Harold Wilcox and Anthony Mosley are ministers of the Greater Progressive Baptist Church and are accused of using the tax exempt status of the church to further their unlawful activity. The indictment charges the defendants with utilizing their positions in the school to obtain money by fraud, and with attempting to hide and disguise the true source of the misappropriated money by depositing the money into a church bank account. They are further charged with depositing this money into the church bank account with the intent to evade federal taxes. Once the misappropriated money was deposited into the church bank account, Harold Wilcox is accused of withdrawing cash from the account in amounts below $10,000 to avoid the requirement that the bank file a Currency Transaction Report on any cash transaction involving over $10,000.

The indictment charges all four defendants with conspiracy to commit wire and program fraud (Count 1), and three counts (Counts 2 - 4) of wire fraud involving a total of approximately $1.7 million, allegedly occurring between December 1999 and April 2001. Harold Wilcox is charged in three counts (Counts 5 - 7) with program fraud involving the transfer of more than $70,000 in school funds to the Church in August 2000, and January and February 2002. Harold Wilcox, his wife, Louvicy Wilcox, and Anthony Q. Mosley are accused of conspiring with one another to launder the money obtained by fraud for the purpose of concealing the source of the money and to evade taxes (Count 8). In furtherance of the conspiracy, Harold Wilcox is charged with four specific counts (Counts 9 - 12) of laundering approximately $97,000 in school fund between January and September 2000. Anthony Mosley is charged with six counts (Counts 13 - 18) of laundering an approximate total of $181,000 in school funds between April and June of 2002. The final eight counts of the indictment (Counts 19 - 26) accuse Harold Wilcox of structuring multiple financial transactions with money allegedly obtained by fraud to avoid reporting requirements during eight short intervals of time between September 1999 and March 2001.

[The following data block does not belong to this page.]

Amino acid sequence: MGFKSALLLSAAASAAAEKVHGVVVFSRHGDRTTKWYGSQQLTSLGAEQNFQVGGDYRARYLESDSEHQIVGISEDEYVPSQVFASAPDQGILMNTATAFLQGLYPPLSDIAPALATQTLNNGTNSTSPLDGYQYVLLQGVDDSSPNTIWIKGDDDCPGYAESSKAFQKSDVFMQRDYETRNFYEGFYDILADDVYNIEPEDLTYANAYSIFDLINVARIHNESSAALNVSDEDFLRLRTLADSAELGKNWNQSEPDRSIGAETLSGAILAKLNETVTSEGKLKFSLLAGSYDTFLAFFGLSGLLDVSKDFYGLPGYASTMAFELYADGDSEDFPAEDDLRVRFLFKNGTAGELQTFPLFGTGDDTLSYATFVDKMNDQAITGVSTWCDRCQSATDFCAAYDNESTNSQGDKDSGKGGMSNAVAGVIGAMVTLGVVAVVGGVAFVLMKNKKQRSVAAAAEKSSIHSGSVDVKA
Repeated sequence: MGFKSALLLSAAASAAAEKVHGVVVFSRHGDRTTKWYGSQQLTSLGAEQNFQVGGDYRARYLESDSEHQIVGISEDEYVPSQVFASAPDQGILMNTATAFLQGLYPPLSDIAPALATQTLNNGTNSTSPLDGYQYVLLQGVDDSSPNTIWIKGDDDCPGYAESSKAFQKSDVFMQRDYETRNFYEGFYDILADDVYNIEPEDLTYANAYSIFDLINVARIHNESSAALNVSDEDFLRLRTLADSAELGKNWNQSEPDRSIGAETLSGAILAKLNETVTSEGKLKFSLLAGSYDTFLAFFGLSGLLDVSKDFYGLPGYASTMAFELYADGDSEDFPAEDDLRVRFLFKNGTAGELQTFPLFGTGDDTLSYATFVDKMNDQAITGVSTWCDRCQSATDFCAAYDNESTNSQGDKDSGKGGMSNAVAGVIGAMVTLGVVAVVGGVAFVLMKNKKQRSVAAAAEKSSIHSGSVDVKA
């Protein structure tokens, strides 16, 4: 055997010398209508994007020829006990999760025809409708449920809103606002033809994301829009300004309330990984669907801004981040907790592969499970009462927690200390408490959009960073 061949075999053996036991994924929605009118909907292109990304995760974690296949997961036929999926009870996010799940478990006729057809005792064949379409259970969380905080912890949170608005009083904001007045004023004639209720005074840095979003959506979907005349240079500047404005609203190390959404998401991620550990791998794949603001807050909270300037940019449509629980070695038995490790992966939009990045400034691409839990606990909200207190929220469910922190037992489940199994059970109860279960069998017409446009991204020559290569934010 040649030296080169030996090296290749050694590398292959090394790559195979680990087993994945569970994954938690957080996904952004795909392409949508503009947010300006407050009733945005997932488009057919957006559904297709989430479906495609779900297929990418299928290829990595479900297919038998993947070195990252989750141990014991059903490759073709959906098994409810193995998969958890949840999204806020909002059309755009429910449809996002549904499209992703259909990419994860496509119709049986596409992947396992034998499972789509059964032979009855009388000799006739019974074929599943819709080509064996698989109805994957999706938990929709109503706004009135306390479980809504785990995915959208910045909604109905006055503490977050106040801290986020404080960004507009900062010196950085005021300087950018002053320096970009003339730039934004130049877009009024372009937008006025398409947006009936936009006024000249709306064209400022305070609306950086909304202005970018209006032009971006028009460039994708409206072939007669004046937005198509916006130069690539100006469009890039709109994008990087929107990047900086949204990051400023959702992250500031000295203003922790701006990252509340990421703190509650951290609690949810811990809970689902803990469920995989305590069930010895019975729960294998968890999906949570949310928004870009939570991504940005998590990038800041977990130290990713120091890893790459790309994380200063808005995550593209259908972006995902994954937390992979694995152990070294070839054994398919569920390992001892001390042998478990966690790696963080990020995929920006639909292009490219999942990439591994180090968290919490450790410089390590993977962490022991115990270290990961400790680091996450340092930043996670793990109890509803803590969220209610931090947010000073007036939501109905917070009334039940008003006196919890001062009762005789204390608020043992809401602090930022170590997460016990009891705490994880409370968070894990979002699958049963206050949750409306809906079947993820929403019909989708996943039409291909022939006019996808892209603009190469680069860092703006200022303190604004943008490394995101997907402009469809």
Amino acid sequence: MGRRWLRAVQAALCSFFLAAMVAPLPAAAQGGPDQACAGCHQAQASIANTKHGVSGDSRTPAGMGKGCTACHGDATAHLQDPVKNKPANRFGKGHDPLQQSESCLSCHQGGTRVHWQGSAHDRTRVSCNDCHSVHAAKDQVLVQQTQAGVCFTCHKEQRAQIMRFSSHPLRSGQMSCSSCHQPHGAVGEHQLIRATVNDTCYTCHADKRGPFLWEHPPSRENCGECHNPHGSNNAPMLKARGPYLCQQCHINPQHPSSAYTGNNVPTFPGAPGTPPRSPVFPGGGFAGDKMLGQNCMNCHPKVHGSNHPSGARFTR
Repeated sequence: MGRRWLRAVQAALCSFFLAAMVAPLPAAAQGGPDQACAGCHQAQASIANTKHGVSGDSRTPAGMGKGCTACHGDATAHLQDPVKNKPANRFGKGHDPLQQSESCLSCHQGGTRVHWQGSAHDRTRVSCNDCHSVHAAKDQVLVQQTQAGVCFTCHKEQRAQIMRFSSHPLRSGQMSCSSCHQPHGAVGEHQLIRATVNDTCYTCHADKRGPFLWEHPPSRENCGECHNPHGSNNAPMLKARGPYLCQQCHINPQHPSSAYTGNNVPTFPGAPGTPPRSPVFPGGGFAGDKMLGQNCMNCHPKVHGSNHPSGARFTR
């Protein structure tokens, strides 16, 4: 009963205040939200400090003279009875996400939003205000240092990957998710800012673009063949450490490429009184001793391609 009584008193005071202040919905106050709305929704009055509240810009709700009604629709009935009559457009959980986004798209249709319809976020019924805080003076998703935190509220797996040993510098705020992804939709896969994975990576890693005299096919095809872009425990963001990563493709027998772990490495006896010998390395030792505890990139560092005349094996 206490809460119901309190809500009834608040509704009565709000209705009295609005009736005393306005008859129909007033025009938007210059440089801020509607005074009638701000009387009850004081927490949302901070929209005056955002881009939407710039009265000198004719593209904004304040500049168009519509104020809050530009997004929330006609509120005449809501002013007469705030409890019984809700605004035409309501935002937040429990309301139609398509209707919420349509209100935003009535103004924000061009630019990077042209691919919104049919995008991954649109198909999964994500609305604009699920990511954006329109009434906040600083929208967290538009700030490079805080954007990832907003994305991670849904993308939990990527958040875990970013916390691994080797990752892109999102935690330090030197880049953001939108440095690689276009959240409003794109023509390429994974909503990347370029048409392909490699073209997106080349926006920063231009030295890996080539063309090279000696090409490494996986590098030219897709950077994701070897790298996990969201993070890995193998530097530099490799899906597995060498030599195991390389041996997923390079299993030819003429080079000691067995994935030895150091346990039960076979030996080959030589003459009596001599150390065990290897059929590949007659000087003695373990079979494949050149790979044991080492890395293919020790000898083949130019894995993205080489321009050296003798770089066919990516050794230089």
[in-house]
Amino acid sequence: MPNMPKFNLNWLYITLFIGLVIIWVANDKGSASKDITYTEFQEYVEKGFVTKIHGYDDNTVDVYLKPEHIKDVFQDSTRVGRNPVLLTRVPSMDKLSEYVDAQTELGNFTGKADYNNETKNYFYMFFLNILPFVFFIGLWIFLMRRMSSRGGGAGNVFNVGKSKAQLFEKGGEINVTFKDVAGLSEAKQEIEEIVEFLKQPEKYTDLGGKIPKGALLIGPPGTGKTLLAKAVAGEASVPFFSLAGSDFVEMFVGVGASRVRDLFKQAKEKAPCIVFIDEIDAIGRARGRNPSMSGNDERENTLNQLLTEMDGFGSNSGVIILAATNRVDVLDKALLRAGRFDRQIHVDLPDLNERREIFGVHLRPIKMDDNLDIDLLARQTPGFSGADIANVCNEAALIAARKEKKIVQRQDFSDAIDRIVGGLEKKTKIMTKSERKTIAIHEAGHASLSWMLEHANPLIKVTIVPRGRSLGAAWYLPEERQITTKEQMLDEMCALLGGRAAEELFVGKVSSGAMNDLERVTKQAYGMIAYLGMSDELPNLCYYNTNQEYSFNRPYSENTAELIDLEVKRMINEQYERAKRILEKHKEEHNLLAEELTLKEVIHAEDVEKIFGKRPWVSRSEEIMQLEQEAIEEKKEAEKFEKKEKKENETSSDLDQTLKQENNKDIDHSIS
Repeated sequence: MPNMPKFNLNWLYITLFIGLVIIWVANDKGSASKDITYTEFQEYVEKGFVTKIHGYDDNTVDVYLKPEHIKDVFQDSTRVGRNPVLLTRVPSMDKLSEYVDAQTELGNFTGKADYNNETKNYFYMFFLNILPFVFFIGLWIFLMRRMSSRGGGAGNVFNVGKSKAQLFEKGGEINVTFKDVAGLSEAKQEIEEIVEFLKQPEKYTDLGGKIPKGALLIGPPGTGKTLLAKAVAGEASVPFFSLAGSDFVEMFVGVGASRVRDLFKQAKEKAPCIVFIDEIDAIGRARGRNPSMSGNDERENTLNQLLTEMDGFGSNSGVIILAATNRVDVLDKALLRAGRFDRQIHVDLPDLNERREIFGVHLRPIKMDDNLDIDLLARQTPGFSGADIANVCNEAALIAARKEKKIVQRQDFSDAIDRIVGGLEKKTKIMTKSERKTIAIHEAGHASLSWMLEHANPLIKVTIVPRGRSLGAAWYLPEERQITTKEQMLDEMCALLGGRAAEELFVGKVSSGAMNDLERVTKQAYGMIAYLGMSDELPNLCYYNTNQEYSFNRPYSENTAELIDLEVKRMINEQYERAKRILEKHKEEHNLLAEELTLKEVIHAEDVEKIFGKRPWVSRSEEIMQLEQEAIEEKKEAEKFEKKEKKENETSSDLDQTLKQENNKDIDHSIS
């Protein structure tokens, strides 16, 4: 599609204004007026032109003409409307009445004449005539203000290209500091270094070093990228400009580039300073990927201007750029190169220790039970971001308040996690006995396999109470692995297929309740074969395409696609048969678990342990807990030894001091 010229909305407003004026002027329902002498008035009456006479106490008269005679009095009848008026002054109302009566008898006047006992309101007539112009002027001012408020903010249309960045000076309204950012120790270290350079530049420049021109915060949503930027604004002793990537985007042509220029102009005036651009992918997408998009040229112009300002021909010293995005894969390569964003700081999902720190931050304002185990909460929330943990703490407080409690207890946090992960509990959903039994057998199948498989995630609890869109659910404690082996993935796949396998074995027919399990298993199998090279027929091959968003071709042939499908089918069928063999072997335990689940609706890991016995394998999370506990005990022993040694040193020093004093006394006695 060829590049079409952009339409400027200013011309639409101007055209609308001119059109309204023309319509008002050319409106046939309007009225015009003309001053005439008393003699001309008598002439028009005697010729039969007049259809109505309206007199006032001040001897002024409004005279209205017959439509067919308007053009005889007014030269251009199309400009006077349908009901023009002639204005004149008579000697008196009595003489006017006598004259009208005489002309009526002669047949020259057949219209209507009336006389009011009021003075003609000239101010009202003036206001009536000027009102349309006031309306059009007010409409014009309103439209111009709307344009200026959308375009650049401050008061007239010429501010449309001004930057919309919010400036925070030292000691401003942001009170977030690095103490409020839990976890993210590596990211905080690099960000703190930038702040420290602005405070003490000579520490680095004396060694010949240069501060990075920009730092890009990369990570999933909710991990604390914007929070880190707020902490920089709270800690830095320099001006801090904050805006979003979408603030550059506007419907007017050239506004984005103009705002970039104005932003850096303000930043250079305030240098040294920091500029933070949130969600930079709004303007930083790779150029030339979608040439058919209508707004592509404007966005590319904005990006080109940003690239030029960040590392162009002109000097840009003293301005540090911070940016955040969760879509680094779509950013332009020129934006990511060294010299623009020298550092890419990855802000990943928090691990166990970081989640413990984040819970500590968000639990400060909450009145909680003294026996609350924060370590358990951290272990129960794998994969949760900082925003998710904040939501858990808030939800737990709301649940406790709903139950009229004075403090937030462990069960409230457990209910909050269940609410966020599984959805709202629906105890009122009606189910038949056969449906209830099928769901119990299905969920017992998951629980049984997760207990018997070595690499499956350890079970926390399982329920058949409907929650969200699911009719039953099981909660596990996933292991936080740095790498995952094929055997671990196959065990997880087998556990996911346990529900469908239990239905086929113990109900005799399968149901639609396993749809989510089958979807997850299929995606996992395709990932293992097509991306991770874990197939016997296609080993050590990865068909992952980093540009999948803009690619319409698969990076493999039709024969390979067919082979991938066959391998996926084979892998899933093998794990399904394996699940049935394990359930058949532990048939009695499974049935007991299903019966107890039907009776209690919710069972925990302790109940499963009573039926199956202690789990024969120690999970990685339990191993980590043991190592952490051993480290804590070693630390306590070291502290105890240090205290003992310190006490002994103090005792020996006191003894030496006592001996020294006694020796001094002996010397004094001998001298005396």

The indictment also includes a number of forfeiture counts providing notice to all defendants of the government's intent to forfeit $3.3 million, the real estate property and all improvements located at 20 Thornhill Oaks, and 9100 Tidwell, and all the amounts alleged in each of the counts of the indictment. The indictment alleges that Harold Wilcox used approximately $51,000 in school funds for a down payment toward the purchase of the residence at 20 Thornhill Oaks, Houston, Texas. Both the Thornhill Oaks and Tidwell properties are titled in the name of Harold W. Wilcox.

This case was investigated by the Federal Bureau of Investigation, Internal Revenue Service Criminal Investigation Division, Department of Agriculture Office of Inspector General, Department of Education Office of Inspector General with the invaluable assistance of the Texas Education Agency. The case will be prosecuted by Assistant United States Attorney Melissa Annis.


 
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Last Modified: 03/03/2005